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Carbon cuts targets will rule out new coal fired power plants

Christian Aid welcomes the first report from the new Committee on Climate Change, which proposes bringing UK carbon emissions down by as much as 42 per cent on 1990 levels by 2020, and says the government should move swiftly to adopt and implement the recommendation.

The 42 per cent target is dependent on a global deal on emissions cuts being reached in a year’s time, when governments have to agree the next phase of the Kyoto Protocol.  Negotiators are currently meeting in Poznan, Poland for talks about what a future deal should look like.

But the committee has said that even without a global deal, the UK government should still introduce carbon emissions cuts of 34 per cent over 1990 levels by 2020.

Even the lower target would effectively rule out the building of any more coal-fired power stations such as the one proposed for Kingsnorth in Kent, unless fitted with carbon capture and storage technology.

Christian Aid has actively campaigned for at least a 40 per cent cut in UK carbon emissions by 2020, and against the building of any new coal fired power stations until carbon capture and storage mechanisms have been developed.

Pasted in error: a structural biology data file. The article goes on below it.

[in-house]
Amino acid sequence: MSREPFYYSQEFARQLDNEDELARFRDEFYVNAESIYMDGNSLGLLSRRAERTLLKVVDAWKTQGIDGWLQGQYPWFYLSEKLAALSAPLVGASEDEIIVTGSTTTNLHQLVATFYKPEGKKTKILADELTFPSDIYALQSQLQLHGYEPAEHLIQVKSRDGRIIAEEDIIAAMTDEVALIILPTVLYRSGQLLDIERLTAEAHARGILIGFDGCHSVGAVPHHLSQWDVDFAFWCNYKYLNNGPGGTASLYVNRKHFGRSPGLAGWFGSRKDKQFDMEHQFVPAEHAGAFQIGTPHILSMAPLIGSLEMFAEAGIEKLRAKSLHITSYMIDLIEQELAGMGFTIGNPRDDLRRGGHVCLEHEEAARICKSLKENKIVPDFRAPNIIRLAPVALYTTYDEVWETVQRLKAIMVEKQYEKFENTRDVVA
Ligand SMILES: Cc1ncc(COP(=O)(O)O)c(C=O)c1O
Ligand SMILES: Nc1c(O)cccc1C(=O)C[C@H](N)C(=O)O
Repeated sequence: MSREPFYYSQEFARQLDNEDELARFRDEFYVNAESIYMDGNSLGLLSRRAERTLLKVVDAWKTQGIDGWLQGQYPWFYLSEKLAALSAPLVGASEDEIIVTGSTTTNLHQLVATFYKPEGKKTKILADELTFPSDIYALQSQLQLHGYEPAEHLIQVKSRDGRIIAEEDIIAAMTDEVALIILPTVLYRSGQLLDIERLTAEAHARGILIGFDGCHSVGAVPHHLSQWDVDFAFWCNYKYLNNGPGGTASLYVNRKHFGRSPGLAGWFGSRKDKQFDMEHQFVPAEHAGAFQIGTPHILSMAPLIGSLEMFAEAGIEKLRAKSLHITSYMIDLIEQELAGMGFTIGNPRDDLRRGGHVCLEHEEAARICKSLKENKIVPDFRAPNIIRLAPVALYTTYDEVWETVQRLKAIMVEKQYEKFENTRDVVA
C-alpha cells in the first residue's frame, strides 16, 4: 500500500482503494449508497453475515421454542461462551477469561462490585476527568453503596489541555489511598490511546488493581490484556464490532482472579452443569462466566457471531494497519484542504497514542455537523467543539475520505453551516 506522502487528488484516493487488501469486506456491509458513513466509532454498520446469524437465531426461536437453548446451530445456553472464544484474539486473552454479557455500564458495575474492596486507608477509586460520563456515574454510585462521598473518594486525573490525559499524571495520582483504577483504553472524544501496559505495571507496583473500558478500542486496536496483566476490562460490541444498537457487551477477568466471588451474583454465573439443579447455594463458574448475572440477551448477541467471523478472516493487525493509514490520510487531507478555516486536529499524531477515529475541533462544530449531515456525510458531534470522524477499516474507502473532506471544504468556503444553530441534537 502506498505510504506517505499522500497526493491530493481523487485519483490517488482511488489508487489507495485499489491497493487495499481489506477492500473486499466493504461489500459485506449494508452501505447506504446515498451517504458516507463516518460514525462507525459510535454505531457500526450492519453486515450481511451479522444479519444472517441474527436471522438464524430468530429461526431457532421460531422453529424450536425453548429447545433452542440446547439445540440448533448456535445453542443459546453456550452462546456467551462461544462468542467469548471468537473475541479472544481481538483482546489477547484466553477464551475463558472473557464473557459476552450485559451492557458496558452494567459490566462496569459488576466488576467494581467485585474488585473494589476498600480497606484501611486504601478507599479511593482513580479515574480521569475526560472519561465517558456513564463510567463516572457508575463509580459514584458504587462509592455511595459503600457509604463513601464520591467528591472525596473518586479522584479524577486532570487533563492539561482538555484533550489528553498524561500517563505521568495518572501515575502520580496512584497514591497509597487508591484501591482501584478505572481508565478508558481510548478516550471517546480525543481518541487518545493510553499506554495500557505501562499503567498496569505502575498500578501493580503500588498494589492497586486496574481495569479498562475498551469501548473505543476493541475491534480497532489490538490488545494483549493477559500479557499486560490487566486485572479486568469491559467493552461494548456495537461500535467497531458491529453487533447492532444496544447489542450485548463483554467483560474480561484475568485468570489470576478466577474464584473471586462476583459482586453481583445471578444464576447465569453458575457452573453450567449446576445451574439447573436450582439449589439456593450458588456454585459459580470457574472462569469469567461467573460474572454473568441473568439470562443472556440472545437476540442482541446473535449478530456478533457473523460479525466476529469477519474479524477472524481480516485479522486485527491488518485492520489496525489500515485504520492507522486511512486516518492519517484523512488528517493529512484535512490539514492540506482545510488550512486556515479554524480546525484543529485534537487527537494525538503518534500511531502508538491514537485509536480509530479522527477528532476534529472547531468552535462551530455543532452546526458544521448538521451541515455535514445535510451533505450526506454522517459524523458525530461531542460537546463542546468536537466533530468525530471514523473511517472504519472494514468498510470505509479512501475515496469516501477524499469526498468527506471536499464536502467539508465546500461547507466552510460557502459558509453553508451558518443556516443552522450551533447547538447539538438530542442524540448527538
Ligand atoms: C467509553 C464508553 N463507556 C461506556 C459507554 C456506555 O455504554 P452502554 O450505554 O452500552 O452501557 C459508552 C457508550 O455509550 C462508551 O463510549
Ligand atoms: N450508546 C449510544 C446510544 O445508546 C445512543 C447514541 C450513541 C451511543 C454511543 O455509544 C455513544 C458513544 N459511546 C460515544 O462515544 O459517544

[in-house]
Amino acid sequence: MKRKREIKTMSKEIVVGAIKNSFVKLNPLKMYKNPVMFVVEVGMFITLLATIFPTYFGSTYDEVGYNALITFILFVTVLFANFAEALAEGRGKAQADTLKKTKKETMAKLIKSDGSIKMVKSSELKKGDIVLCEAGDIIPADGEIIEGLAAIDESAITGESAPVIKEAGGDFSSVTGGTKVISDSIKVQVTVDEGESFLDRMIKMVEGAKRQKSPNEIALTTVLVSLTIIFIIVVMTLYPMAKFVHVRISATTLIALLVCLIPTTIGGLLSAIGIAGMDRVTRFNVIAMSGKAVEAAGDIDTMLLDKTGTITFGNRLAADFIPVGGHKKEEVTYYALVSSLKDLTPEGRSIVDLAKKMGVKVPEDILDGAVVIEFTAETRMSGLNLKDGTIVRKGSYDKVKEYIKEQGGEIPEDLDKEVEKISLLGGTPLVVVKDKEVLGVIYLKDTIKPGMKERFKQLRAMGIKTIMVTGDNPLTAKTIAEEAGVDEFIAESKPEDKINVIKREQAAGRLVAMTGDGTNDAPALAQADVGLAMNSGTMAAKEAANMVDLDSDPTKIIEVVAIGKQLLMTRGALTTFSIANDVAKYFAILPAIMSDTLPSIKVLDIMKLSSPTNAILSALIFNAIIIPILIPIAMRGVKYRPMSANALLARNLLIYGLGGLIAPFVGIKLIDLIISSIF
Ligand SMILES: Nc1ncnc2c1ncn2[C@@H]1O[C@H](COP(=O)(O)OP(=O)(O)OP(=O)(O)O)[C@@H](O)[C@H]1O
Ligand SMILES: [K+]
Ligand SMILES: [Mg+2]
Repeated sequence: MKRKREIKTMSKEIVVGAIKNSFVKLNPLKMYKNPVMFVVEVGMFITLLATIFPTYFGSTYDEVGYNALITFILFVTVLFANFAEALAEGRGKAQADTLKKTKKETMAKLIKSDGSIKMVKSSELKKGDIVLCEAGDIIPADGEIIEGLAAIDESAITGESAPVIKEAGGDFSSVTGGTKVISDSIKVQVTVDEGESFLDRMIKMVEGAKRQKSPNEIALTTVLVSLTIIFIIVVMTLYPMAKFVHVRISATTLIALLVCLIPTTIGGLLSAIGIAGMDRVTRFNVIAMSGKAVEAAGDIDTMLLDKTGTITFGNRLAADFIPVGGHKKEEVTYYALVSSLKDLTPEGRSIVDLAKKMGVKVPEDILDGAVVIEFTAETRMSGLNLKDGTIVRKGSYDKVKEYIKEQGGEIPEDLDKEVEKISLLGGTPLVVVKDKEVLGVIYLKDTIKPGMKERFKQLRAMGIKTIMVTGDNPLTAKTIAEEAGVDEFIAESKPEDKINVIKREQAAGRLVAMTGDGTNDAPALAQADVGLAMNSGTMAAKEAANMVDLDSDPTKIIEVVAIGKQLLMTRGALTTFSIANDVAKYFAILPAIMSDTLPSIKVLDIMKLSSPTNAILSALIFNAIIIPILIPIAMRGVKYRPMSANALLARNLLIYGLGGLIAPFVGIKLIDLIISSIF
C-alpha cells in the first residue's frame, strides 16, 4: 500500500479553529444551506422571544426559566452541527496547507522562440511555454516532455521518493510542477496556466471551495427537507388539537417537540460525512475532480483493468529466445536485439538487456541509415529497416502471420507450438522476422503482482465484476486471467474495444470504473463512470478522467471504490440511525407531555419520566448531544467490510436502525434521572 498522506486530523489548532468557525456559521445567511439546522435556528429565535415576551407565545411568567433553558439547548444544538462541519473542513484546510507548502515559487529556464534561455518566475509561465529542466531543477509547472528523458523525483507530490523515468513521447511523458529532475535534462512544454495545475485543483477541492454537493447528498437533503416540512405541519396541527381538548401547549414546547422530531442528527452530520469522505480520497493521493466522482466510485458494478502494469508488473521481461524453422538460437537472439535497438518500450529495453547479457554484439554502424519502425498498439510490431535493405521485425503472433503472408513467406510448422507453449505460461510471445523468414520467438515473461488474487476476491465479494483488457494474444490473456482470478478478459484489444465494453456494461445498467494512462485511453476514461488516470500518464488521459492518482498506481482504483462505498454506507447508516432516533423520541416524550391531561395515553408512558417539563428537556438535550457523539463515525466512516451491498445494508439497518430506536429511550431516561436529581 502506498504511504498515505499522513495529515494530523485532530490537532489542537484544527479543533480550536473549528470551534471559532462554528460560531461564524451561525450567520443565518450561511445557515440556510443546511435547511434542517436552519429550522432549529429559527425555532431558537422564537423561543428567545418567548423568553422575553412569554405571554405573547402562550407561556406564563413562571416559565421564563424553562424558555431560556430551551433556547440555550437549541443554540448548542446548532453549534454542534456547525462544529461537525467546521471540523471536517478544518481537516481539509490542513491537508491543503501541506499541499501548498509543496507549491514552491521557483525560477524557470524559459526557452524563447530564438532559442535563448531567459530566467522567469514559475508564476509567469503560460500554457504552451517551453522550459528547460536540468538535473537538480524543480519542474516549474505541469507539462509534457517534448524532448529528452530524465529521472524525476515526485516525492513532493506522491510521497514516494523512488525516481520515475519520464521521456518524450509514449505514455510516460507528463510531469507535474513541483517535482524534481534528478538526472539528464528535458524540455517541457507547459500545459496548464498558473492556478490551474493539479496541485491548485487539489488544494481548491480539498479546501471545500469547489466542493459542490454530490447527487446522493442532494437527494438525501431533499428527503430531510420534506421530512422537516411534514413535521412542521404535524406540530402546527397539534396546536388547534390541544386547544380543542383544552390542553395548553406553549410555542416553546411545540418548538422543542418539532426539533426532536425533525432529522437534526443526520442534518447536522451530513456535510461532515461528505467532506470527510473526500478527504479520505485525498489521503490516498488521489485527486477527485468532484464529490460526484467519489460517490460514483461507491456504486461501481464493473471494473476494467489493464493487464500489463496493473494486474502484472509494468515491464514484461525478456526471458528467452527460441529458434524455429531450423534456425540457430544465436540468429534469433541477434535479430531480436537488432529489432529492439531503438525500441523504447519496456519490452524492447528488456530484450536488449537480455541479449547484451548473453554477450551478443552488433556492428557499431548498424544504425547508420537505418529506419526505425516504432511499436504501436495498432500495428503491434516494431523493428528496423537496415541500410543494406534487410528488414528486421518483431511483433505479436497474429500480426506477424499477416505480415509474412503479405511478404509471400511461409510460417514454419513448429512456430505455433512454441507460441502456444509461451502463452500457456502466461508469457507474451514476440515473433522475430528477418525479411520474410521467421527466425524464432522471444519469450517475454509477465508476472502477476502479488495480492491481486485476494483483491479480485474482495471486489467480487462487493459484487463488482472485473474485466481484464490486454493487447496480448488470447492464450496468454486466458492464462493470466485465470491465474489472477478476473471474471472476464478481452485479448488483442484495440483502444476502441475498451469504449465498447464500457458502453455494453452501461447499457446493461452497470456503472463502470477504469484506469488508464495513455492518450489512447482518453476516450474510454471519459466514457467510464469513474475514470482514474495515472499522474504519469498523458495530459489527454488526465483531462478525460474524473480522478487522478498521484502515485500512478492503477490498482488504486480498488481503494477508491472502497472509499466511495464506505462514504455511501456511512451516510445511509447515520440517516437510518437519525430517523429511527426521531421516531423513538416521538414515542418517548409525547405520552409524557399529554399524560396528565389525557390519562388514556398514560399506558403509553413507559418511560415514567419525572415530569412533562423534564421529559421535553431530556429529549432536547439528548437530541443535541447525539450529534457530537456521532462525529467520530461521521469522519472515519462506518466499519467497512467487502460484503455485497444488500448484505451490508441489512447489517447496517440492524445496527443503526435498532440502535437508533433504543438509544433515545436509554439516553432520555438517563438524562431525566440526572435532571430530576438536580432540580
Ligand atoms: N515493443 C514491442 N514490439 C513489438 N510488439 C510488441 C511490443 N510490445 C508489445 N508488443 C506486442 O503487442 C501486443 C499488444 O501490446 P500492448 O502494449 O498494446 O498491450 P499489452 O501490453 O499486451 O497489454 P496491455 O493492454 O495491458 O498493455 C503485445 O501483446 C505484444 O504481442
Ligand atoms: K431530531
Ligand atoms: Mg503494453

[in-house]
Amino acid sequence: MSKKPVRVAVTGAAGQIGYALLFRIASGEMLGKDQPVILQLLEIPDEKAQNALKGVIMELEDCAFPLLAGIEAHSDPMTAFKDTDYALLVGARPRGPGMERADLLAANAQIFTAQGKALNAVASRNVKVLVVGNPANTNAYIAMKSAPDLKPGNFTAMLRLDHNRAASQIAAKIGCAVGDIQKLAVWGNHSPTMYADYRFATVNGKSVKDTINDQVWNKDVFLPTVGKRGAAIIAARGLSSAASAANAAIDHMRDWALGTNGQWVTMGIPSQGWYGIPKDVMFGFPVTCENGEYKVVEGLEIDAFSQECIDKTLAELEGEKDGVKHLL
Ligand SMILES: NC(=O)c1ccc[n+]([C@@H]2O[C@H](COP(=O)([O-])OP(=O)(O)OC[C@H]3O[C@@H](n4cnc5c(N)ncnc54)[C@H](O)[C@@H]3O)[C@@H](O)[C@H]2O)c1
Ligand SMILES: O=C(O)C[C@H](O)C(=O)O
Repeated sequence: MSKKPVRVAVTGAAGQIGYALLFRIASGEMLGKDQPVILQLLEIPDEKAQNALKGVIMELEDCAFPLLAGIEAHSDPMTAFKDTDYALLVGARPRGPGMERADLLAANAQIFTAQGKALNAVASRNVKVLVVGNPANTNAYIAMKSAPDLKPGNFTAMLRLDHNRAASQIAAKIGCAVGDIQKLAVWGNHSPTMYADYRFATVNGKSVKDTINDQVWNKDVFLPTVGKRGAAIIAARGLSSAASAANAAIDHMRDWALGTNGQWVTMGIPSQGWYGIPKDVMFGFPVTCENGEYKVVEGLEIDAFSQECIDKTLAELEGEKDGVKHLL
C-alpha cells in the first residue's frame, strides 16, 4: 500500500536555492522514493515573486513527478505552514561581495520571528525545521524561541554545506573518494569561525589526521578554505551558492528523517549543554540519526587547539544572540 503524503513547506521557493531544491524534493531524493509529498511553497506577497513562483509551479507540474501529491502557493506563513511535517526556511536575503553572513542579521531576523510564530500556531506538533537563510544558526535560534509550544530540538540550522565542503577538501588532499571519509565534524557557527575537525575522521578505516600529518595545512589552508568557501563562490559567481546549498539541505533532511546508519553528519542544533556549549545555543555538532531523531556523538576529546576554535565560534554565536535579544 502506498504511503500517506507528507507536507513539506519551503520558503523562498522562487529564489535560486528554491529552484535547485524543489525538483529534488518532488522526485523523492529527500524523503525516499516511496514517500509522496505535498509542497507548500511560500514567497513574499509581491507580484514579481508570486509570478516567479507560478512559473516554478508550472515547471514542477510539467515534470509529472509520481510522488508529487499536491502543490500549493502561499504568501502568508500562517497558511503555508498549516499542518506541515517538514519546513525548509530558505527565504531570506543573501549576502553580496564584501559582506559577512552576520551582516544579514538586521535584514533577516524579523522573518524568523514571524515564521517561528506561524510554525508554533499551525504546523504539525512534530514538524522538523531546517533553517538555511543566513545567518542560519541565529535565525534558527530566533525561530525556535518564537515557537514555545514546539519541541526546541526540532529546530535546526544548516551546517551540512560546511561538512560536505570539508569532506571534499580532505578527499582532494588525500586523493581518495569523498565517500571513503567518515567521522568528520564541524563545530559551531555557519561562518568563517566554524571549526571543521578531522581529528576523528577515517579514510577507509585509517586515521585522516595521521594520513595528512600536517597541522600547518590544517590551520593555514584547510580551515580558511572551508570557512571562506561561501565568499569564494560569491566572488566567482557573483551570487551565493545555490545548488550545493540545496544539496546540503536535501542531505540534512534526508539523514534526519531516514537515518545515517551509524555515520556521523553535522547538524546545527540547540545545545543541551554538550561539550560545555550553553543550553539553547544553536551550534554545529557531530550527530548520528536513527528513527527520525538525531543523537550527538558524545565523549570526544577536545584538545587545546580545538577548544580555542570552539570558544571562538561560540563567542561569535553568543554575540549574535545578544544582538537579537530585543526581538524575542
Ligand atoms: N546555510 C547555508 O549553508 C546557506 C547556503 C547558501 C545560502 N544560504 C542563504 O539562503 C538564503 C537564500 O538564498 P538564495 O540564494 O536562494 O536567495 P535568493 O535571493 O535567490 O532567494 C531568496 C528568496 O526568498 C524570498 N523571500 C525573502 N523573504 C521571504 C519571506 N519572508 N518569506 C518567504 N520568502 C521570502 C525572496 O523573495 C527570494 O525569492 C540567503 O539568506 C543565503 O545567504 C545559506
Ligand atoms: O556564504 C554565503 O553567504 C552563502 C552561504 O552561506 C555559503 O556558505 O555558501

Paul Brannen, head of campaigns at Christian Aid said: ‘The committee’s report sounds the death knell for current coal power plans. The government has received a clear message about what needs to happen. The time for dithering has passed. Ed Milliband now needs to go away and work out how the UK will meet the climate challenge head on.

‘The committee warns that reaching the target will mean higher fuel bills as companies have to invest in renewable energy sources and meet higher carbon prices. But the costs of failing to reach the target will be far greater as the impacts of climate change worsen.’

Christian Aid urges the committee - a group of scientists, economists and businessmen set up under the new Climate Change Act to advise the government on tackling global warning – to think again about its support for carbon trading.

The committee currently envisages that as much a fifth of the 42 per cent cuts could be met by buying ‘offset credits’ from less developed countries overseas. Christian Aid believes that such a process does not take sufficient account of the responsibility rich countries bear for causing global warming in the first place. 

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For more press information, please contact Andrew Hogg on 07872 350534/0207 523 2058

Notes to Editors:

  1.Christian Aidworks in some of the world's poorest communities in more than 50 countries. We act where the need is greatest, regardless of religion, helping people build the life they deserve.